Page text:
2015 Corvette Z06 Based C7.R
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2015 Corvette Z06 Based C7.R Finishes 2nd, 4th at LeMans Debut

The new Chevrolet Corvette C7.R race cars made their 24 Hours of LeMans debut this past weekend with the hopes of achieving the success of past generation Corvette race cars and while mechanical gremlins prevented the teams from taking the class win – both C7.R teams finished strong in the grueling 24 hour race.

In the world of production based endurance racing, there are few vehicles that have had more success in the past 20 years than Corvette Racing so with the 2014 introduction of the new C7 Corvette C7.R race car, the teams had high hopes of bringing home yet another LeMans class win. The teams headed to LeMans after showing strong success in the past few TUDOR championship races so there was good reason to believe that the new Corvette race cars could win the GTE Pro class.

Both Teams Get a Strong Start
Tackling the driving duties for Corvette Racing at the 2014 24 Hours of LeMans endurance race were Antonio Garcia, Jan Magnussen and Jordan Taylor in the #73 C7.R while Oliver Gavin, Tommy Milner and Richard Westbrook piloted the #74 Corvette. The teams got off to a great start when Jordan Taylor drove the #73 Corvette to the 2nd quickest time in qualifying for the GTE Pro class, starting on the outside of row 15 in 29th place overall. Only the #51 Ferrari 458 Italia turned in a better qualifying time in the class. With Tommy Milner at the wheel, the #74 Corvette turned in the 4th best time in the class, putting that Corvette on the outside of the 16th row in the 31st position overall.

Things looked very good for both of the Corvette C7.R teams in the early portion of the 2014 24 Hours of LeMans race as both cars worked their way to the front of the GTE Pro class. Throughout much of the first half of the race, both Corvette Racing entries fought for the class lead and in most cases, if they weren’t in the top spot they were in the first few spots within the class.

Mechanical Gremlins Strike
Unfortunately, as was the case at both the Rolex 24 at Daytona and the 12 Hours of Sebring, mechanical problems interrupted the strong run by both C7.R Corvette race teams.

Problems struck the #73 Corvette C7.R first during a pit stop when the car’s air jack system failed. Like many endurance cars, the Corvette Racing teams rely on a super fast jacking system that lifts all four tires off of the ground at once. This system operates by putting a high pressure air hose on a valve that is similar in its most basic definition to the valve that allows you to put air in the tires of your daily driver. During a pit stop in the middle portion of the race, that air valve stem failed and prevented the team from servicing the car. The ensuing repairs cost the quicker of the two Corvette teams two laps and while Taylor, Magnussen and Garcia continued to be among the quicker drivers in the class through the latter stages of the race – that stupid valve stem can be blamed for the #73 Corvette not having a better chance of winning the GTE Pro class.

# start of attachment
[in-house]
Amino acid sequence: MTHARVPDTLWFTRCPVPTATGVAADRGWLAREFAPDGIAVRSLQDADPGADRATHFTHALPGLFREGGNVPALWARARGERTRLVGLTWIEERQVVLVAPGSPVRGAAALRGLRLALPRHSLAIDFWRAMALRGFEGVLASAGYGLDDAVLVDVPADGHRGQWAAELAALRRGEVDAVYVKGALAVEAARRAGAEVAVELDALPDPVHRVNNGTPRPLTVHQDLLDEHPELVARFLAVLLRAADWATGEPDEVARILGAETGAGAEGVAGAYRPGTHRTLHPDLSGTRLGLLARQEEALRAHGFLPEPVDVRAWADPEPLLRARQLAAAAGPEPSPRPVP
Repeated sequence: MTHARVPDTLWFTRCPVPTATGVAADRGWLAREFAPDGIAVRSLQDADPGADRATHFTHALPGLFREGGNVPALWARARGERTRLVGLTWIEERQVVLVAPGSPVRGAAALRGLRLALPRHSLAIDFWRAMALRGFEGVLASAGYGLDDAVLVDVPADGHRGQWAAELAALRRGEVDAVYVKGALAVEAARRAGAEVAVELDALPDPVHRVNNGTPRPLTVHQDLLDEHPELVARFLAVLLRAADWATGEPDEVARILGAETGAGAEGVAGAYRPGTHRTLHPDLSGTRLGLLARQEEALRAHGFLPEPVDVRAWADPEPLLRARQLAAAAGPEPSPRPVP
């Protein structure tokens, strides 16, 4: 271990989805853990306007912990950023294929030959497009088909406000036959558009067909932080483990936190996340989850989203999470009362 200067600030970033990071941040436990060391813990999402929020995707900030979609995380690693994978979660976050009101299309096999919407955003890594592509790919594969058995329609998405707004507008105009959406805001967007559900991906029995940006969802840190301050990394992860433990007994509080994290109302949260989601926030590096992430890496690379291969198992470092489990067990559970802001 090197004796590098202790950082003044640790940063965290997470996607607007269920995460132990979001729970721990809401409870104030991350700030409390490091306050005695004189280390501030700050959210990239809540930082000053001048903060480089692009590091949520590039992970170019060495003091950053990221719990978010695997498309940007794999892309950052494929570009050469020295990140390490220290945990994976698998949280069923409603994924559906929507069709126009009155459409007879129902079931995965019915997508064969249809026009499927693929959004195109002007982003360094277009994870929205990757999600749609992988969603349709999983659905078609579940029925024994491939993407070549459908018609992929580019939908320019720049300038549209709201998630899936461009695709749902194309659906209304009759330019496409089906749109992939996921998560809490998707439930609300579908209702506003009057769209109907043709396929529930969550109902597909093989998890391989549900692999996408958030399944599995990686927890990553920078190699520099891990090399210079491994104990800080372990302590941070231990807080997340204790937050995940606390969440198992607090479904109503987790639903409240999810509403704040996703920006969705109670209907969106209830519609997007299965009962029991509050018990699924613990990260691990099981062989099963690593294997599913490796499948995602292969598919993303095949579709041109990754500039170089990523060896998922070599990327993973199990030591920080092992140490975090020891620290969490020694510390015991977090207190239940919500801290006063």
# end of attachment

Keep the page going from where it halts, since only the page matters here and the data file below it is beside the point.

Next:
While the #73 Corvette was dealing with the air jack problems and making up the laps lost during the repairs, the #74 Corvette continued to be among the top cars in the class…spending much of the middle portion of the 24 hour long race battling for the class lead. Unfortunately, during the third quarter of the race, driver Oliver Gavin reported to his crew that the low voltage indicator was lighting up and that he had a burning odor in the car. Upon bringing the car into the pits, the crew found that a leak in the cooling system for the gearbox had sprayed some fluid onto the alternator drive belt and that was causing the belt to slip. This slipping caused both the burning smell and the low electrical charge in the Corvette C7.R so the team fixed the leak and the charging issue at the same time – but the damage had been done on the scoreboard. The #74 car lost 8 laps in the pits and was effectively removed from contention for the win.

A Strong Late Run for a Podium Spot
Although mechanical problems knocked both of the Corvette teams down, both crews worked fast to get the cars back on the track as quickly as possible. Fortunately, the #73 Corvette was just as fast after the valve stem issue as it was before the fluky problem so the drivers were able to get back up to within one lap of the leader and finish in the second spot in the GTE Pro class. The #51 Ferrari 458 Italia took the class win in running 339 laps – the #73 Corvette ran 338 laps in the 24 hour race. To get an idea of how much high speed driving that was, the Circuit de la Sarthe track is 8.469 miles long so 338 laps is 2,862.522 miles to finish 14th overall.

The #74 Corvette ran into much more severe mechanical problems which took longer to fix, so the drivers were far too many laps down – too late in the race – to really make a run at the podium. However, they were able to make up some of that ground and finish in a very respectable 4th place in the class and 18th overall in running 333 laps.

A total of 36 cars finished the race and 7 of those cars were in the GTE Pro class. Two GTE Pro cars failed to finish the race, as did 16 other cars across the field. Although Corvette Racing didn’t get the win that they wanted, both cars performed very well and if not for the fluky air valve stem issue, the #73 Corvette would have surely been in the running for the win. Much like Sebring and Rolex, the Corvettes were among the fastest cars in the class before running into mechanical problems. Once the teams have had a chance to work the bugs out of this relatively new race car, we can almost expect to see the Corvette Racing program racking up the wins at these historic endurance races.

Image: Corvette Racing

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